Feast or Famine: Pt. 1
Feast or Famine. All or nothing. Do or die… alright so maybe not that last one, but the typical agency seems to thrive or suffer under this model. They’re either so busy that they almost can’t keep up, or wrapping up all of their projects at once, leaving the team with not a whole lot to do. This process is cyclical in nature, causing busy agencies to not take on or look for as much work as they used to, leading to a slow down, which inevitably leads to client discovery and the accumulation of more projects. This wave-like, high/low business model is one that we’re trying to get out of; check out some of our reasons why.
“...this isn’t the way to add value to us, as an agency, or to our clients–at least not in the long run.”
We’re always on the lookout for ways to improve, and one of those areas is in the business that we bring into Harbr. We always ask ourselves how we can make our processes so abundantly clear that it’s obvious right off the bat whether or not we will mesh with a potential client. When the famine side of this model kicks in, there’s that possibility that you’ll take on clients that maybe don’t align with your processes, but you take the work anyway because you need the business. Taking any work is one of the ways to become ensnared in this feast or famine cycle and is a good way to take on projects that don’t fulfill the team as a whole. Being particular about what clients you take can be tough when you need work, which is what makes getting out of this cycle hard.
Taking any work leads to pushing those projects out the door quickly to get on to the next one. We’ve found that when taking work because we need the business, there’s not a whole lot of longevity with those projects; they tend to be a one and done kind of thing. This is especially true for us as we focus primarily on building custom websites: hand off the site and move on to the next. We’ve started to combat this, as we see that this isn’t the way to add value to us, as an agency, or to our clients–at least not in the long run. When scrambling to take on work, the short term benefits are often at the forefront. Build a beautiful site (or brand or product, whatever you do), get it out the door, and move on to the next project. Working this way doesn’t allow for a whole lot of long term investment from either party, which is yet another reason why we’re trying to push past it.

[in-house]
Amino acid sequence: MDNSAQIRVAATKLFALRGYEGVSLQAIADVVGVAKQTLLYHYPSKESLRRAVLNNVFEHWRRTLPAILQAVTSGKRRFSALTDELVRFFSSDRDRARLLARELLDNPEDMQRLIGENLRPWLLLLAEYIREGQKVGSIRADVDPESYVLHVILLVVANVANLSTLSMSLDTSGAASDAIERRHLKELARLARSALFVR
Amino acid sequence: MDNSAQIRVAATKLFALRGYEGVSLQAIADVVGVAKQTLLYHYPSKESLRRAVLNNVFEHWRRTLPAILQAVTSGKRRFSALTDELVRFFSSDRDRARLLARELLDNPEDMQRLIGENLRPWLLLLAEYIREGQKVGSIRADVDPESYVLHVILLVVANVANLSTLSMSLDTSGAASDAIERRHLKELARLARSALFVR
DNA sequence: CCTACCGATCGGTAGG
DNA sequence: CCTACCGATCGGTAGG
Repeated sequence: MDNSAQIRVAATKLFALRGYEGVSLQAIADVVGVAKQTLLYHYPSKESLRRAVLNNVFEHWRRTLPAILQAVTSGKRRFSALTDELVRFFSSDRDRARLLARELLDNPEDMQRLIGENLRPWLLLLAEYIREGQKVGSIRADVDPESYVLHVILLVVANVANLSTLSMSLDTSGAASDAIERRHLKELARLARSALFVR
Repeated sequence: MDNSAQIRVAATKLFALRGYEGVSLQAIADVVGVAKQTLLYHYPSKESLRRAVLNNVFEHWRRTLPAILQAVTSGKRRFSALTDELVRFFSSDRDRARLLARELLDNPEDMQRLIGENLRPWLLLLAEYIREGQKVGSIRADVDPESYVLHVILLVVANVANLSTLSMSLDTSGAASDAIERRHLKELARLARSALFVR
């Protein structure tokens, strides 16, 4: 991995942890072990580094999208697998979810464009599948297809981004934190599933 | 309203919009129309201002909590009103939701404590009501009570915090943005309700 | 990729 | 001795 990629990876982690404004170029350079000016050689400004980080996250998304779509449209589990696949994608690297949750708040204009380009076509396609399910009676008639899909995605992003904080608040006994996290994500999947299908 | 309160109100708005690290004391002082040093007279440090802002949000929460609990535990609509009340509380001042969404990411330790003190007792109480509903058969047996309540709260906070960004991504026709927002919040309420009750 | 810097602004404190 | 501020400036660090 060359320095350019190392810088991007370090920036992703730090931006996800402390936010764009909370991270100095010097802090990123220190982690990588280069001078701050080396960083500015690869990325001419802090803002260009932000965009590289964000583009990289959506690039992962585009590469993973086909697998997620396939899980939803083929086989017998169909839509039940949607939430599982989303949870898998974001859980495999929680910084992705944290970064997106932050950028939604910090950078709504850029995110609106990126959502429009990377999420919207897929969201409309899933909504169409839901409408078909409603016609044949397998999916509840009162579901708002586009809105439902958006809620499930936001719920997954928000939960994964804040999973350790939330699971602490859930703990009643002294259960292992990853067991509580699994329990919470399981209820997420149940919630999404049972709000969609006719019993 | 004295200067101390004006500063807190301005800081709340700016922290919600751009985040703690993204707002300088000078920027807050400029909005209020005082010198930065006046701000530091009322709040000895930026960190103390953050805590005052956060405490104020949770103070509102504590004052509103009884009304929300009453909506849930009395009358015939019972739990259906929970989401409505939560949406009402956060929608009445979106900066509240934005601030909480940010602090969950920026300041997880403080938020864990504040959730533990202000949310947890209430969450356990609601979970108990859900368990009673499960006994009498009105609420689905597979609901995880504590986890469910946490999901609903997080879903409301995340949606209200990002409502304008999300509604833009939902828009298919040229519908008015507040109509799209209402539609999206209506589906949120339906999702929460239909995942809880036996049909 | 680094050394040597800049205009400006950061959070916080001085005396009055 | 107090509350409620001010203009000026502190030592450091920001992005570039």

Building the Right Community
We’re huge advocates for building community–holding events, taking on interns, and investing time and resources into people rather than things. Helping others is how you help yourself and your brand, and we’ll continue to preach this, however, there is a difference between helping to build any community, and helping to build the community that fits your brand. When you’re in famine mode, it’s easy to focus on landing as many clients as possible instead of landing the right clients, the ones that fit your process and your specific culture or brand. So yes, help out in any way that you can, but also be cognizant of the people you work with and how they affect the overall vision for your community and your business.
So, we’ve talked a bit about why we’re not huge fans of this business model–how taking any work can potentially lead to not so awesome things, but there will be a follow-up to this post next week on how we’re combatting this cycle, so be sure to check back. As always thanks for reading and keeping up with us. Follow us on Facebook, Instagram, Twitter, Linkedin, Dribbble, and now Behance for some of our best practices, free wallpapers, resources and spec work.